Epidemics in Ming and Qing China: Impacts of changes of climate and economic well-being

Qing PEI, David D. ZHANG, Guodong LI, Bruce WINTERHALDER, Harry F. LEE

Research output: Contribution to journalArticles

21 Citations (Scopus)

Abstract

We investigated the mechanism of epidemics with the impacts of climate change and socio-economic fluctuations in the Ming and Qing Dynasties in China (AD 1368–1901). Using long-term and high-quality datasets, this study is the first quantitative research that verifies the ‘climate change → economy → epidemics' mechanism in historical China by statistical methods that include correlation analysis, Granger causality analysis, ARX, and Poisson-ARX modeling. The analysis provides the evidences that climate change could only fundamentally lead to the epidemics spread and occurrence, but the depressed economic well-being is the direct trigger of epidemics spread and occurrence at the national and long term scale in historical China. Moreover, statistical modeling shows that economic well-being is more important than population pressure in the mechanism of epidemics. However, population pressure remains a key element in determining the social vulnerability of the epidemics occurrence under climate change. Notably, the findings not only support adaptation theories but also enhance our confidence to address climatic shocks if economic buffering capacity can be promoted steadily. The findings can be a basis for scientists and policymakers in addressing global and regional environmental changes. Copyright © 2015 Elsevier Ltd. All rights reserved.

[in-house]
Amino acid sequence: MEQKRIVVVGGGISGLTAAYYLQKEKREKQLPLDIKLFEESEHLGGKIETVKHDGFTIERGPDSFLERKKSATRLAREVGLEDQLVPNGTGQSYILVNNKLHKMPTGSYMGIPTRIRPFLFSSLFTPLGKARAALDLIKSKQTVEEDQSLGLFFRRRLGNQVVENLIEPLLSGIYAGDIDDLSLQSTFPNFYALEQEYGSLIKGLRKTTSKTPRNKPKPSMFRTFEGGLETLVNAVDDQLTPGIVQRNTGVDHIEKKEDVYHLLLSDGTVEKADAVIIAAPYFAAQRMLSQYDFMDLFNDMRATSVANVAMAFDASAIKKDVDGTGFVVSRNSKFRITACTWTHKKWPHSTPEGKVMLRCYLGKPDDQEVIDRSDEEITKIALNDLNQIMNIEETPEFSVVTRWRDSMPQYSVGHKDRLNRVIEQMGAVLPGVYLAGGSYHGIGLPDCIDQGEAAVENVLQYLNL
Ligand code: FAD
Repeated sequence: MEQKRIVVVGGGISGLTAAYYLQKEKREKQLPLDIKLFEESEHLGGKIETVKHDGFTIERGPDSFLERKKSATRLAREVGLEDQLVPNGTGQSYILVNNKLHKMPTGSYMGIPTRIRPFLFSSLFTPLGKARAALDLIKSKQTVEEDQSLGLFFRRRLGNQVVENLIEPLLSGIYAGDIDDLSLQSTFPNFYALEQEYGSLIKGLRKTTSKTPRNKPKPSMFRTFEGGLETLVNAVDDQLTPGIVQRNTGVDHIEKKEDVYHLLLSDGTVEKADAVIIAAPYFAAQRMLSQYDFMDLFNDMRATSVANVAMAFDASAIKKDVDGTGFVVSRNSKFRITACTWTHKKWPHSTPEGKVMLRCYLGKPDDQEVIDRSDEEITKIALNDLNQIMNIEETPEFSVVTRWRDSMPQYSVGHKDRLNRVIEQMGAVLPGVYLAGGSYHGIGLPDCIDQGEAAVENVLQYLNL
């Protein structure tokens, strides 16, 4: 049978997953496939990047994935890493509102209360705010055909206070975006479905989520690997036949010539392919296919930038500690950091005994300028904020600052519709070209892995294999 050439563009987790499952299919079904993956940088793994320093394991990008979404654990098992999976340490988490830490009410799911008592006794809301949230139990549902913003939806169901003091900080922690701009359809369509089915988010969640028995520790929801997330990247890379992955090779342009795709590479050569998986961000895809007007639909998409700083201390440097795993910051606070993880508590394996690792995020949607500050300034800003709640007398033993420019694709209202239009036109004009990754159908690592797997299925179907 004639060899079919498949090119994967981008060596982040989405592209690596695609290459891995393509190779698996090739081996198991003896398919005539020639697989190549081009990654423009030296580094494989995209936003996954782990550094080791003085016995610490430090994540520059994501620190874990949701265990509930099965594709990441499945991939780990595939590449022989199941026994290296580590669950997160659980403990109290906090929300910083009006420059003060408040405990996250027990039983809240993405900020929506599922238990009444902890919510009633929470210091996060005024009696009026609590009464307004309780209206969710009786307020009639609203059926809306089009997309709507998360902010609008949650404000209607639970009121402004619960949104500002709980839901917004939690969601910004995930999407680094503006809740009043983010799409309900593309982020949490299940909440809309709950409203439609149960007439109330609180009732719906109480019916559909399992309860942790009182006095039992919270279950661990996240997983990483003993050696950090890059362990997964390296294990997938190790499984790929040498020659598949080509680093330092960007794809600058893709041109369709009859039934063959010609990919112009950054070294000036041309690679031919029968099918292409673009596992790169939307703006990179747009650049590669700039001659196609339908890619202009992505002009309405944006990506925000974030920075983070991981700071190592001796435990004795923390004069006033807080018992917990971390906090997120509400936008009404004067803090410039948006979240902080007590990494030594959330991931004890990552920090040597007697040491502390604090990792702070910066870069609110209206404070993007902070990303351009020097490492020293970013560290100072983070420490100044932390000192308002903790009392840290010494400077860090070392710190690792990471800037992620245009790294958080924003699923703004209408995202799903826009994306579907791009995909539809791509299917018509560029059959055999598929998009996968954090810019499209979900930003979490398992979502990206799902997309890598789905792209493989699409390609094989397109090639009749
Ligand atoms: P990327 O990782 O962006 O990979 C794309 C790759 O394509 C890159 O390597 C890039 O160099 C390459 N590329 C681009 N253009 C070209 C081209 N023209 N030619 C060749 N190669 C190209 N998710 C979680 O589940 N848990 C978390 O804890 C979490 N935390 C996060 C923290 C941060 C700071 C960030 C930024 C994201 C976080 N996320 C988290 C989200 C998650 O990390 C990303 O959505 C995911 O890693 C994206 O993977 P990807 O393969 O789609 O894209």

Original languageEnglish
Pages (from-to)73-80
JournalSocial Science and Medicine
Volume136-137
Early online date09 May 2015
DOIs
Publication statusPublished - Jul 2015

Citation

Pei, Q., Zhang, D. D., Li, G., Winterhalder, B., & Lee, H. F. (2015). Epidemics in Ming and Qing China: impacts of changes of climate and economic well-being. Social Science & Medicine, 136-137, 73-80. doi: 10.1016/j.socscimed.2015.05.010.

Keywords

  • Ming and Qing China
  • Epidemics
  • Climate change
  • Economic well-being
  • Population pressure

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